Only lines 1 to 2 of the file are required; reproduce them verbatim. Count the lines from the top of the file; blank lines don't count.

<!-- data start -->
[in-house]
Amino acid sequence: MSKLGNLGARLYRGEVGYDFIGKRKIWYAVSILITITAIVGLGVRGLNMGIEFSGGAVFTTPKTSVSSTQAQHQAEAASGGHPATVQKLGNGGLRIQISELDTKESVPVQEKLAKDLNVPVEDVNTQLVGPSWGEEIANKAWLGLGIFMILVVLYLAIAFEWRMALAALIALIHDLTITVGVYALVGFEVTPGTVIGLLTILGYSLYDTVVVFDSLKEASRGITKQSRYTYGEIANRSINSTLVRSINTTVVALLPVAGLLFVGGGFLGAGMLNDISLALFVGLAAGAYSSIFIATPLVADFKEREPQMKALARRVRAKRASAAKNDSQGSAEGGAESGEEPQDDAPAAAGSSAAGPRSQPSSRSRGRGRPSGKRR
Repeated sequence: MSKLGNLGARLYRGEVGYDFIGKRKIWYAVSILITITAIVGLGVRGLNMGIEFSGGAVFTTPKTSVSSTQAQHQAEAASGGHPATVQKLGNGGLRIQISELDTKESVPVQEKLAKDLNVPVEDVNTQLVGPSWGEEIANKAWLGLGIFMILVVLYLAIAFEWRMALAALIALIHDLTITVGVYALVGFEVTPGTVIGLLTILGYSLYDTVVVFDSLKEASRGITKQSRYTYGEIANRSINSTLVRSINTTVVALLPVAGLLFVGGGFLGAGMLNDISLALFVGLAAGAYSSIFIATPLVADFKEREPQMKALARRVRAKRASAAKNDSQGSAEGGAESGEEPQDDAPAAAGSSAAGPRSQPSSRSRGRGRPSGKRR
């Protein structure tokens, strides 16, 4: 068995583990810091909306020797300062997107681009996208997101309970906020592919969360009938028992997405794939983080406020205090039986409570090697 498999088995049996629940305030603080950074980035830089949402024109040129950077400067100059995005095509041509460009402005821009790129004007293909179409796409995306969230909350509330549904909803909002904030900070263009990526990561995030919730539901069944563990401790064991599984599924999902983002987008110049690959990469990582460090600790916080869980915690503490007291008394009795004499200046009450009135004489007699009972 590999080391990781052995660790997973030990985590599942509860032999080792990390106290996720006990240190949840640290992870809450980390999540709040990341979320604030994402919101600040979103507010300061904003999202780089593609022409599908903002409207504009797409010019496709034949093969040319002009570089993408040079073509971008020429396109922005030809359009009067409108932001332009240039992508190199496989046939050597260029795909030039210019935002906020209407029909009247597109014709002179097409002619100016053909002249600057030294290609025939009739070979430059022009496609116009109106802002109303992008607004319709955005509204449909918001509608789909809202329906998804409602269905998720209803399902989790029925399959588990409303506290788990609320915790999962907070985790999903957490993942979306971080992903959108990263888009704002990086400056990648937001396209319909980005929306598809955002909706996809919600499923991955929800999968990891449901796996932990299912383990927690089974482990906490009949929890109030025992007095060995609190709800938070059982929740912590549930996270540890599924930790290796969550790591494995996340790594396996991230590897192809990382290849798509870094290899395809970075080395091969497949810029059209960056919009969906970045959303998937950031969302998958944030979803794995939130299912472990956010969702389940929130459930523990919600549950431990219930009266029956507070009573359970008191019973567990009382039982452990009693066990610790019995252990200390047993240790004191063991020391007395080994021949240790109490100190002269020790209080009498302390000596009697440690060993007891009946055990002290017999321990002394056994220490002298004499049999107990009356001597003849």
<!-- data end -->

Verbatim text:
[in-house]
Amino acid sequence: MSKLGNLGARLYRGEVGYDFIGKRKIWYAVSILITITAIVGLGVRGLNMGIEFSGGAVFTTPKTSVSSTQAQHQAEAASGGHPATVQKLGNGGLRIQISELDTKESVPVQEKLAKDLNVPVEDVNTQLVGPSWGEEIANKAWLGLGIFMILVVLYLAIAFEWRMALAALIALIHDLTITVGVYALVGFEVTPGTVIGLLTILGYSLYDTVVVFDSLKEASRGITKQSRYTYGEIANRSINSTLVRSINTTVVALLPVAGLLFVGGGFLGAGMLNDISLALFVGLAAGAYSSIFIATPLVADFKEREPQMKALARRVRAKRASAAKNDSQGSAEGGAESGEEPQDDAPAAAGSSAAGPRSQPSSRSRGRGRPSGKRR